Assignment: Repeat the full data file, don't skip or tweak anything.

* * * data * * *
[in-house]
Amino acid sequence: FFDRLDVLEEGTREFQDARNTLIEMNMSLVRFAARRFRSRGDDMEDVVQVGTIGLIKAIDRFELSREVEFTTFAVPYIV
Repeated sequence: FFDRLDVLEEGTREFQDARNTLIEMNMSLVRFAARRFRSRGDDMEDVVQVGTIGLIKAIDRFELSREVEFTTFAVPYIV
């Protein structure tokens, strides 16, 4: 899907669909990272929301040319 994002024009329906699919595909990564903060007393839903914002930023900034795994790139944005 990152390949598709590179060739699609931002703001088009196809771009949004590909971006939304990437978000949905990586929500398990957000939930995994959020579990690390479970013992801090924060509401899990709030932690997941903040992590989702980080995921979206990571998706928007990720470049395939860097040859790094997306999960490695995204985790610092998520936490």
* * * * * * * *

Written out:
[in-house]
Amino acid sequence: FFDRLDVLEEGTREFQDARNTLIEMNMSLVRFAARRFRSRGDDMEDVVQVGTIGLIKAIDRFELSREVEFTTFAVPYIV
Repeated sequence: FFDRLDVLEEGTREFQDARNTLIEMNMSLVRFAARRFRSRGDDMEDVVQVGTIGLIKAIDRFELSREVEFTTFAVPYIV
């Protein structure tokens, strides 16, 4: 899907669909990272929301040319 994002024009329906699919595909990564903060007393839903914002930023900034795994790139944005 990152390949598709590179060739699609931002703001088009196809771009949004590909971006939304990437978000949905990586929500398990957000939930995994959020579990690390479970013992801090924060509401899990709030932690997941903040992590989702980080995921979206990571998706928007990720470049395939860097040859790094997306999960490695995204985790610092998520936490």